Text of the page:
poly: Re: privacy etc

From: d.brin <brin@cts.com>
Date: Tue May 19 1998 - 01:46:10 PDT

Greg Burch said (re: my new book, The Transparent Society):

>I'm sure David makes the point in the later parts of the book, but it seems to
>me that there are some (perhaps very few) processes that are made LESS
>efficient by transparency, or where transparency is inconsistent with the
>value of liberty, which he seems to posit as more fundamental than the vale of
>privacy in its various forms.
>One such that has come to my mind is a matter of privacy with which I deal
>every day, that being the attorney-client privilege. This happens to be in
>the forefront of my thinking right now because the values placed on the
>privacy of a person's communication with her legal counselor are key issues in
>one of my biggest current cases.

I definitely do go into this matter, and I eagerly concede the importance
of such veils. I also emphasize that they are STRONGER in a mostly-open
world, because violators of confidentiality should be caught. A client can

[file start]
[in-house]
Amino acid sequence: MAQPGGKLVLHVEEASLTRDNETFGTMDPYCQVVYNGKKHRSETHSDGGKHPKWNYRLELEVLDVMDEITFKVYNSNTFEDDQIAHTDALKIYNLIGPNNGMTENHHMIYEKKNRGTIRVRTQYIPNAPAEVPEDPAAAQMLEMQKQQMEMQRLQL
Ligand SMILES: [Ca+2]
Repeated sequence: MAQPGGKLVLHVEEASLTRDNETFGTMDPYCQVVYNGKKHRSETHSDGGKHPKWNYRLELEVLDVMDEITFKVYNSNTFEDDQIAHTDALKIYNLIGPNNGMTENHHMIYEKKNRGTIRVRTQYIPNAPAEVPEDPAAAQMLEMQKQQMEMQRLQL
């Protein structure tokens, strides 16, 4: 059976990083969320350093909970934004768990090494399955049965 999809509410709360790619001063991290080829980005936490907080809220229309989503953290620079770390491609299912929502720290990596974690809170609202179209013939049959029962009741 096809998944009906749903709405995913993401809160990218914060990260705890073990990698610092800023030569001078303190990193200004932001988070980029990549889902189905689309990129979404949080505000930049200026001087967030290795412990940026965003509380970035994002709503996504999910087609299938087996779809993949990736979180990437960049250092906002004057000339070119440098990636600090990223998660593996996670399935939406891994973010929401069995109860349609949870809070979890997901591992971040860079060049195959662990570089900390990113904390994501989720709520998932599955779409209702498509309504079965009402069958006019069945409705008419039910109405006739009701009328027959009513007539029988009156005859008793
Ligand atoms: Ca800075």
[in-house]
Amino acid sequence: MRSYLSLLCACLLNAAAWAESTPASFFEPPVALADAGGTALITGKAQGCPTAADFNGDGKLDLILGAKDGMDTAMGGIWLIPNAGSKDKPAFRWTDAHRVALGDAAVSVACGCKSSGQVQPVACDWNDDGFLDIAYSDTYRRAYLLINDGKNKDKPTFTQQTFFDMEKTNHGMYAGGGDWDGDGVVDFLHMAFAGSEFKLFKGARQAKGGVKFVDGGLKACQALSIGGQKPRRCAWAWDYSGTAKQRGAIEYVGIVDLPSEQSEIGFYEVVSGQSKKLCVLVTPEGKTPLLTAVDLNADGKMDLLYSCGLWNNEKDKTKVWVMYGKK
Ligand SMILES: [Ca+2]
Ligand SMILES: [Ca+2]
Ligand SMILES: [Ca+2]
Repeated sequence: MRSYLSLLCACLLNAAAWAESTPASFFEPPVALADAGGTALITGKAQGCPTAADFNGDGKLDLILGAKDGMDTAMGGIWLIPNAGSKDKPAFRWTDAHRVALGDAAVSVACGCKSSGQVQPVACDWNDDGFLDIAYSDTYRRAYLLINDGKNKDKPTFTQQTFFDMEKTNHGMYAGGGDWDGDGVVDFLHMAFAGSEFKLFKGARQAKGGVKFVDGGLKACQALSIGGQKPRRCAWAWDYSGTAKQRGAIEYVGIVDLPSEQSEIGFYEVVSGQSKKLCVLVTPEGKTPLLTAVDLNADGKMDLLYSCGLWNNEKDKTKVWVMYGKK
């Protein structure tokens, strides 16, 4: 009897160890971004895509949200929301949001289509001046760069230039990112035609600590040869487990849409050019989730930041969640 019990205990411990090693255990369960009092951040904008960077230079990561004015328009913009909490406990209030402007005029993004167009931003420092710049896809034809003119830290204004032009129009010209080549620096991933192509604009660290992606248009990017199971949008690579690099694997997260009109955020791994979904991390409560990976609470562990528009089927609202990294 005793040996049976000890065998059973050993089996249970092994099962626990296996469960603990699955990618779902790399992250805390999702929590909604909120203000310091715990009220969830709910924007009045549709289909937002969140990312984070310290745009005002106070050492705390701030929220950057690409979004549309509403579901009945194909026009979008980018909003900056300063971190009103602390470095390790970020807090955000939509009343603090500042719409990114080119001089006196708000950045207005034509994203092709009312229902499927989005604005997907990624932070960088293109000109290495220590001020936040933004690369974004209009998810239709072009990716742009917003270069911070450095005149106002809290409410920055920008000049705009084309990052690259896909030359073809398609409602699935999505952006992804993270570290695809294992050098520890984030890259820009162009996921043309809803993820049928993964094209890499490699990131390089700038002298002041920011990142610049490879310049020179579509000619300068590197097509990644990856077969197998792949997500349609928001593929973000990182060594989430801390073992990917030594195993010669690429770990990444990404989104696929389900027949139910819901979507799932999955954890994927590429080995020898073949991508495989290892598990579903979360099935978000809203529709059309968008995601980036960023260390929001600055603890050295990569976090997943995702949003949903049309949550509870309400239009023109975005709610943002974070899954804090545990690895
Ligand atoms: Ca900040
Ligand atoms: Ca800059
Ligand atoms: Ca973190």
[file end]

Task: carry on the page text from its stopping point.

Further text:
only have faith in his lawyer's reputation for confidentiality if the word
REPUTATION still has meaning.

>It has been my experience that the attorney-client privilege in fact
>ultimately encourages honesty and morality in public actions because,
>sheltered by a "cone of silence" people will work through scenarios with their
>lawyers that they do not feel secure in discussing with anyone else. Thus
>protected, the lawyer-as-counselor has opportunities to deter illegal or
>harmful conduct not afforded to others. This deterence does not depend on
>some fictional superior moral character for lawyers, but rather simply because
>the privilege creates an environment in which people can clearly see the
>consequences of alternative courses of action.

I agree with this.

>Similar rationales exist for confidentiality of communication with
>psychotherapists. I wonder what the advocates of "radical transparency" say
>of such "islands of privacy" -- ones that are protected because they seem to